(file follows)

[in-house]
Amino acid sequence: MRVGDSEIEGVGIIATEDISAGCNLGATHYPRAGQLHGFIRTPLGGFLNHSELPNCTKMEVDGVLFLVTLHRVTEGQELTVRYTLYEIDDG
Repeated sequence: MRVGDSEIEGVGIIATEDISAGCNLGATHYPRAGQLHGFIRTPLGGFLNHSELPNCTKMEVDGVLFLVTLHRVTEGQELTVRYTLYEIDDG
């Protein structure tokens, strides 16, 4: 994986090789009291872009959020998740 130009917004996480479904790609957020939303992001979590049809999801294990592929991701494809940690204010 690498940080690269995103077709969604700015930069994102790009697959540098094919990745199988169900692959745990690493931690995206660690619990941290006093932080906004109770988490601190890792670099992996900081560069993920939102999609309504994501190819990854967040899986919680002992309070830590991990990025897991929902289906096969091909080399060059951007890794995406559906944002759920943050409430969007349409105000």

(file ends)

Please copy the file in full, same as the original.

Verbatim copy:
[in-house]
Amino acid sequence: MRVGDSEIEGVGIIATEDISAGCNLGATHYPRAGQLHGFIRTPLGGFLNHSELPNCTKMEVDGVLFLVTLHRVTEGQELTVRYTLYEIDDG
Repeated sequence: MRVGDSEIEGVGIIATEDISAGCNLGATHYPRAGQLHGFIRTPLGGFLNHSELPNCTKMEVDGVLFLVTLHRVTEGQELTVRYTLYEIDDG
């Protein structure tokens, strides 16, 4: 994986090789009291872009959020998740 130009917004996480479904790609957020939303992001979590049809999801294990592929991701494809940690204010 690498940080690269995103077709969604700015930069994102790009697959540098094919990745199988169900692959745990690493931690995206660690619990941290006093932080906004109770988490601190890792670099992996900081560069993920939102999609309504994501190819990854967040899986919680002992309070830590991990990025897991929902289906096969091909080399060059951007890794995406559906944002759920943050409430969007349409105000």